New Historian

Penguin Brains Were Unaffected By Loss of Flight

Close up of Royal Penguin Rookery on Macquarie Island (2)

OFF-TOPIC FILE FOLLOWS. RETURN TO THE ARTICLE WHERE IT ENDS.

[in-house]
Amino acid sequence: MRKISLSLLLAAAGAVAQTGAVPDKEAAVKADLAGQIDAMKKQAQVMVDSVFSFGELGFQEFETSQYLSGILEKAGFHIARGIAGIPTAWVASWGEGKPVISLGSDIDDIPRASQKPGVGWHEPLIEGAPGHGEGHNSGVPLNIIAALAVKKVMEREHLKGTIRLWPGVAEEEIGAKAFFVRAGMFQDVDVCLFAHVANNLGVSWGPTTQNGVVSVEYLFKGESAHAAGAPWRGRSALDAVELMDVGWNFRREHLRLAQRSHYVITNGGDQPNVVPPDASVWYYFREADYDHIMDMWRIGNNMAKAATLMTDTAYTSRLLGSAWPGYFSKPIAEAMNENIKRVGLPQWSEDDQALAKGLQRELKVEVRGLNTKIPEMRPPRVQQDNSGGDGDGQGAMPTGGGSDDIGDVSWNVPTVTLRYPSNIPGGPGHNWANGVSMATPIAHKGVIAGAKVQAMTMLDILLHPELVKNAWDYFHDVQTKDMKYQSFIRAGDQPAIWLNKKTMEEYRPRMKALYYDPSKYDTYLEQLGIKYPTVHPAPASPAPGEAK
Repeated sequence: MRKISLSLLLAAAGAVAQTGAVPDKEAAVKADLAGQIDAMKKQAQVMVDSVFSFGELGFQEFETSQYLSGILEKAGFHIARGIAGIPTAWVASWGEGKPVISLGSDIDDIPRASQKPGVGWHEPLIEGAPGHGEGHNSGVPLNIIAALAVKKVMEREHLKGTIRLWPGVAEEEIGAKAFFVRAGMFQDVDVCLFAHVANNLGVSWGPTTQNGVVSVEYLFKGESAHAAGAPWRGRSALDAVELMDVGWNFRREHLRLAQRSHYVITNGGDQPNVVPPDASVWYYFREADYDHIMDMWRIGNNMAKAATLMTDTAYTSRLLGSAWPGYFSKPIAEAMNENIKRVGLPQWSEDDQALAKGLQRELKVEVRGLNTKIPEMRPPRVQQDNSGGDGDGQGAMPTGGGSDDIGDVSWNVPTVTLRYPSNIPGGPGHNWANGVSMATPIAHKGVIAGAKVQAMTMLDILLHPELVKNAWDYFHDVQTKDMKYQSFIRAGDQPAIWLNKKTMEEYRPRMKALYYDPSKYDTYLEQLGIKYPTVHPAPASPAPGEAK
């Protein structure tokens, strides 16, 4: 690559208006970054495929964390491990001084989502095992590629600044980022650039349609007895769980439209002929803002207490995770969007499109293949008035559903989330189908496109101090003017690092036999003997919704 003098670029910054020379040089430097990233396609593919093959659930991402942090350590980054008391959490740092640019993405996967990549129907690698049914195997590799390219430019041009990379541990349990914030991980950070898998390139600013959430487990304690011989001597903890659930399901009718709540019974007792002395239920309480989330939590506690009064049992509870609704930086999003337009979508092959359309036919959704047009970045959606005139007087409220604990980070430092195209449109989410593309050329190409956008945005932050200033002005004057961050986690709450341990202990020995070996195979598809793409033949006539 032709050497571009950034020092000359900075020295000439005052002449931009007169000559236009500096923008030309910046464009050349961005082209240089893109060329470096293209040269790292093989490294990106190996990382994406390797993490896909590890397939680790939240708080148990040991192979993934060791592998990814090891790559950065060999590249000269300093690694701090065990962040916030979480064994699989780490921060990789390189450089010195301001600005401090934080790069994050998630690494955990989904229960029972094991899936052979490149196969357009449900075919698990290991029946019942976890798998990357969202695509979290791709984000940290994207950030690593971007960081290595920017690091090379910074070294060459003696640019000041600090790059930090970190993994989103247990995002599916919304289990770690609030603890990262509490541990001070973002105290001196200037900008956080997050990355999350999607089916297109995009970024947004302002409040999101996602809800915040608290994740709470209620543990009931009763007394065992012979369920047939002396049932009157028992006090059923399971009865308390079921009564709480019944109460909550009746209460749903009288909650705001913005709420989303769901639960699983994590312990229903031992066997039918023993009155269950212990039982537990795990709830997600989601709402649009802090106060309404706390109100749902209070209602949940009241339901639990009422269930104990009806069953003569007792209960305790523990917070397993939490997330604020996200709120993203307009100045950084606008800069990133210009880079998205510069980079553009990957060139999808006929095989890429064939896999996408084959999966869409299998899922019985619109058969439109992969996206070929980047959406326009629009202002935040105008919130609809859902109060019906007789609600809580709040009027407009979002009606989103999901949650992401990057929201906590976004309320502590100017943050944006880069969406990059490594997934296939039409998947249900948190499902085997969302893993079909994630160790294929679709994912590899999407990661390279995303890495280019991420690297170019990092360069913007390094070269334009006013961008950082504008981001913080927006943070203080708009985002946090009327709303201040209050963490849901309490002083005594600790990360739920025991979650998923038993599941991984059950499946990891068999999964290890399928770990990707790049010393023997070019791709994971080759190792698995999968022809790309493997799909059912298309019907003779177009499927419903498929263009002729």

<![CDATA[Losing the ability to fly did not have a substantial impact on the brain anatomy of penguins, according to a new study published in the Journal of Anatomy. Researchers from the University of Texas at Austin argue that although the loss of flight was responsible for modern penguins’ unique way of walking, it didn’t cause any major changes in the animals’ brain structure. The conclusions have been reached following examination of the skull of the world’s oldest known penguin fossil, from the mid to late Paleocene era in New Zealand. “What this seems to indicate is that becoming larger, losing flight and becoming a wing-propelled diver does not necessarily change the [brain] anatomy quickly,” said James Proffitt, a graduate student at University of Texas’ Jackson School of Geosciences and the leader of the research, in a press release from the University of Texas. Despite modern penguins exhibiting a unique brain, one remarkably different from those of their ancestors, these changes didn’t take place until long after the birds had evolved away from flying. “The way the modern penguin brain looks doesn’t show up until millions and millions of years later.” Proffitt explained. The 60 million year old penguin whose remains were used in the study was likely to have lived a life very similar to modern penguins. Its age, and its position in the line of penguin evolution meant it provided invaluable insights for the study. “It’s the oldest [penguin] following pretty closely after the loss of flight and the evolution of flightless wing-propelled diving that we know of”, Proffitt said. Exactly why penguins evolved to not fly is a mystery that plagued scientists for centuries. It seems massively impractical, Emperor penguins for example, have to walk distances of up to 60km from their rookeries to the sea, a journey which takes several days but could be achieved in a matter of days if the birds flew. Similarly, many penguins are the target of predators such as leopard seals at the point they enter the ocean – a problem which could be avoided if they were able to fly. A 2013 study by scientists from the University of Aberdeen used comparisons with Guillemots to conclude that there is no way for a bird to develop wings which are good for both flying and swimming. According to the scientists, as penguin wings evolved to make them better swimmers, the amount of energy they needed for flying became too great. Proffitt and his partners on the latest study, Julia Clarke; a professor in the Jackson School’s Department of Geological Sciences, and Paul Scofield; the senior curator of Natural History at the Canterbury Museum in Christchurch, New Zealand, assumed that the loss of flight would have impacted brain structure, making the brains of ancient and modern penguins similar in certain regions. Due to the fact the shape of a bird’s skull is influenced by the structure of its brain, the team were able to use X-ray CT scanning to capture digitally the minute details of the penguin skull’s anatomy before applying computer modelling software to form a digital mold of the brain, called an endocast. Their results showed that in reality the ancient penguin’s brain anatomy had more in common with petrels and loons than modern penguins. If the peculiarities of penguin brain structure were a consequence of its initial loss of flight, the changes would have been apparent in the Paleocene skull. Similarities between the ancient penguin and modern diving birds suggest that the actual act of diving could be responsible for the differences in brain structure. “The question now is do the old fossil penguins’ brains look that way because that’s the way their ancestors looked, or does it have something maybe to do with diving?” Proffitt said, in the press release. For more information:]]>

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